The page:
Monty Python’s seminal 1975 Terry Gilliam-directed film Monty Python and the Holy Grail is simply beyond description or comprehension. I’m going to work under the assumption that you have all seen this film because if you haven’t, you don’t exist to me. But for those who need a refresher, the film is ostensibly about King Arthur’s quest to find the Holy Grail, but that really doesn’t say much about the film. In truth, the movie is mostly a series of medieval-themed sketches that generally involve the same characters. From debates about the carrying capacity of various species of swallows to the most famous killer bunny in cinematic history, Holy Grail really runs the gamut of odd topics. And yet these scenes, and all the confusing ones in between, somehow make sense. While there isn’t a real “narrative,” our brains try so hard to create one that we end up feeling fairly satisfied with our personal interpretation. But really this movie is best enjoyed when it is washing over you, rather than being truly “watched”. I recommend seeing this with a bunch of friends and then just quoting the hell out of it as your night progresses. You’ll probably end up seeing it again many times, so don’t worry if you don’t catch every line. My only real problem with this film is the ending. I think most people will agree with me when I say that the ending is completely unsatisfying. Sure, it’s in line with the film’s sense of stupid humor, but it’s so abrupt it makes you question why you watched this film in the first place. But about three seconds will go by and then you’ll remember that if a woman weighs the same as a duck, she’s probably a witch and you’ll just start smiling again.

Kind of how you feel after watching this

To be honest, I feel like I’m not doing this movie justice. It’s too funny and packed with too many hilarious (and cat-themed) details to faithfully discuss here. There are so many small moments that neither advance the plot nor garner huge laughs that it’s impossible to quantify. To that effect though, it is incredibly refreshing to see a movie that pretty much throws logic and convention to the wind. Holy Grail, and many other classic satires, are purely about the laughs but still assume that the audience is A) paying attention and B) moderately intelligent. That doesn’t mean that this film is above poop jokes, because it isn’t, but it also doesn’t shy away from it’s own cleverness. Every detailed is accounted for and every second without a joke is a second wasted. Unlike so many of today’s sad attempts at farce, Holy Grail manages to be absolutely absurd while still taking itself very seriously. Quite the feat indeed.

*I know you all have short attention spans but you can devote 4:30 to watching two of the most realistic sword fights ever caught on camera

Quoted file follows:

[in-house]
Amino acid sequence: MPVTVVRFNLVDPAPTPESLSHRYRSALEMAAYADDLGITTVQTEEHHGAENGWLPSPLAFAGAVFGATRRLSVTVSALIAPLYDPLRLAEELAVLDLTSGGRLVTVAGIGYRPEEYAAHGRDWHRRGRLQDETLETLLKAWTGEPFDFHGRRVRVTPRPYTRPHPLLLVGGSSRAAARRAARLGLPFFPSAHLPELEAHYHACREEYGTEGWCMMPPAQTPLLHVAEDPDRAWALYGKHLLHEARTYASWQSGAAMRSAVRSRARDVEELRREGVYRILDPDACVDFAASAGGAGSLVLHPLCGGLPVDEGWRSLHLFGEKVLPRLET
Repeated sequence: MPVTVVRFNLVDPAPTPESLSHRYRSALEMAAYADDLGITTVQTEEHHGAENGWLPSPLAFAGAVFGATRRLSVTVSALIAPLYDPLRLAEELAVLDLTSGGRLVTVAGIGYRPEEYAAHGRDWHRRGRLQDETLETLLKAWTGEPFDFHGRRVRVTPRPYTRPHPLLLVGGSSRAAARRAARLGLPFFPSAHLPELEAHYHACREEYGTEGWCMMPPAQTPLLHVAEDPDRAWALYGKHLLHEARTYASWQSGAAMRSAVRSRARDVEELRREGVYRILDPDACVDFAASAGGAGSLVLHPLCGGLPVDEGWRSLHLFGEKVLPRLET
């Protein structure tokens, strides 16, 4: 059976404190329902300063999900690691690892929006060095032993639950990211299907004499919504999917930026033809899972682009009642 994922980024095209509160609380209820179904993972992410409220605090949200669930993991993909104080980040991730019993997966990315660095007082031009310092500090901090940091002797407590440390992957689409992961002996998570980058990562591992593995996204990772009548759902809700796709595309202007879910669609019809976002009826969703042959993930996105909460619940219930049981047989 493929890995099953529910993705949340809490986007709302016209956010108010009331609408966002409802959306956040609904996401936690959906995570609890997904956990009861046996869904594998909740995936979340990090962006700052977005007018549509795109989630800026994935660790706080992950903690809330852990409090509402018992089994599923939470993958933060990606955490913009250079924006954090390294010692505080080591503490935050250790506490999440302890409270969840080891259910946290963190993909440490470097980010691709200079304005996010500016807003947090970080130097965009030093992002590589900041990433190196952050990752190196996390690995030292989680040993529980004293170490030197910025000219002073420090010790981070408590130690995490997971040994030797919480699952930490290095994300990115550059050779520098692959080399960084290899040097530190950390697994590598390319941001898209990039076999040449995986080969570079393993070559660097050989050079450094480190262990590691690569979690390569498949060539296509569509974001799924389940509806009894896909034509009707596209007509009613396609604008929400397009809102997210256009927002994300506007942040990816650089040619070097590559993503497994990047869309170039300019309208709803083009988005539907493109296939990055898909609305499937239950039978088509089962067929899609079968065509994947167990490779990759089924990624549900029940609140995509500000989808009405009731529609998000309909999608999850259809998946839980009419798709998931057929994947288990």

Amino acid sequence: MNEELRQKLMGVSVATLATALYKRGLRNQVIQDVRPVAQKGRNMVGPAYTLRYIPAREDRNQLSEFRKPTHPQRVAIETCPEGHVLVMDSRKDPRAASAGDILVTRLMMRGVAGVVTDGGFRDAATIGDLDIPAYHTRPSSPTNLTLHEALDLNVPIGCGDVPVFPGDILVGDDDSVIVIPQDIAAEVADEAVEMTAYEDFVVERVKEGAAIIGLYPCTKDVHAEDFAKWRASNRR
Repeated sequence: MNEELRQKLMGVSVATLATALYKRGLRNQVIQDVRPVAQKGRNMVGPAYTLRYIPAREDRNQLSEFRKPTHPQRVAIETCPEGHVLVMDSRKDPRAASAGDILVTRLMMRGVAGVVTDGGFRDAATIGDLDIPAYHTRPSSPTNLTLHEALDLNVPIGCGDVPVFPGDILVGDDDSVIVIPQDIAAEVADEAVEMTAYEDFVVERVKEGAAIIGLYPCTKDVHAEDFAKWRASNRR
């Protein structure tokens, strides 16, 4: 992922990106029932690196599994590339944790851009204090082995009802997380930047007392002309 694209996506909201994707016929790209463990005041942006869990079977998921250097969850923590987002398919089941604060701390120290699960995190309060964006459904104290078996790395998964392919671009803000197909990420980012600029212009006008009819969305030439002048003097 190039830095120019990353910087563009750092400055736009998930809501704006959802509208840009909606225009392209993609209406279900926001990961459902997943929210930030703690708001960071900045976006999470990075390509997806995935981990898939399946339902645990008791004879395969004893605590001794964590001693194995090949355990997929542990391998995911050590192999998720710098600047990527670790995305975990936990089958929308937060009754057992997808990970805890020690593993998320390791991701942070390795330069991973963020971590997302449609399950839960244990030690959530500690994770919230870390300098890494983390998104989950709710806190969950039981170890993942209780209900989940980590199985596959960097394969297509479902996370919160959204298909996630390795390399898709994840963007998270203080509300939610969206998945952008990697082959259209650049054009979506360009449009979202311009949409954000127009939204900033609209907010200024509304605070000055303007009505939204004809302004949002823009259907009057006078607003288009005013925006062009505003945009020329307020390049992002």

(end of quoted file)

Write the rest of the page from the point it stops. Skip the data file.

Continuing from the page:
And how about our strange product crossover Holy Grail Ale? I’ve seen this beer around for awhile but I’ve always shied away from it, being a skeptic of all overt product placements. Having grown up watching Monty Python and the Holy Grail, it seemed a bit sad that a beer was trying to capitalize on the film’s success, so I vowed to never support such a nefarious business. But since this blog makes me do things I don’t want to do, I picked this beer up at Galco’s and gave it a whirl. And, to my surprise, it wasn’t terrible! It wasn’t even bad! In fact, it was pretty decent. This pale ale poured a beautifully clear deep red color with a modest, white head. You’re hit pretty quickly with that classic caramel-y malt flavor which subsides into mild-mannered sweetness that hangs around on the tongue for awhile. In the past, I’ve generally stayed away from pale ales because I find them a bit too unbalanced for my tastes. Pale ales tends to be pretty hoppy (and I have no problem with hoppiness) but I’ve found that they can be a bit too bitter. The Holy Grail Ale was a little light on the hops so you’re treated a smooth, maltier ale that is great for slow drinking. 

So there you have it, sons of window washers (the French have some pretty nasty insults)! Holy Grail and Holy Grail. To those of you who say that this combo is a bit of a cop out, a bit too easy or on the nose, I say…yeah. Kinda. But you’re not the boss of me and I can make my own decisions like a real adult. And I happen to like this particular decision. So what if its obvious? It still worked out. It was still entertaining. It was still a night well spent. Good beer. Great film. What else would you rather be doing on a Sunday night? Other than spanking a castle full of 16-19.5 year old blonde and brunette girls?


Keep drinking, my friends!

Tonight’s Tasting Notes:
Black Sheep Brewery’s Monty Python’s Holy Grail Ale:
-Gorgeous reddish color
-Classic malty nose & flavor
-A bit simple but still tasty

Monty Python and the Holy Grail:
-Can’t see it too many times
-Farce as its least sensical & very best
-It has “huge….tracks of land.”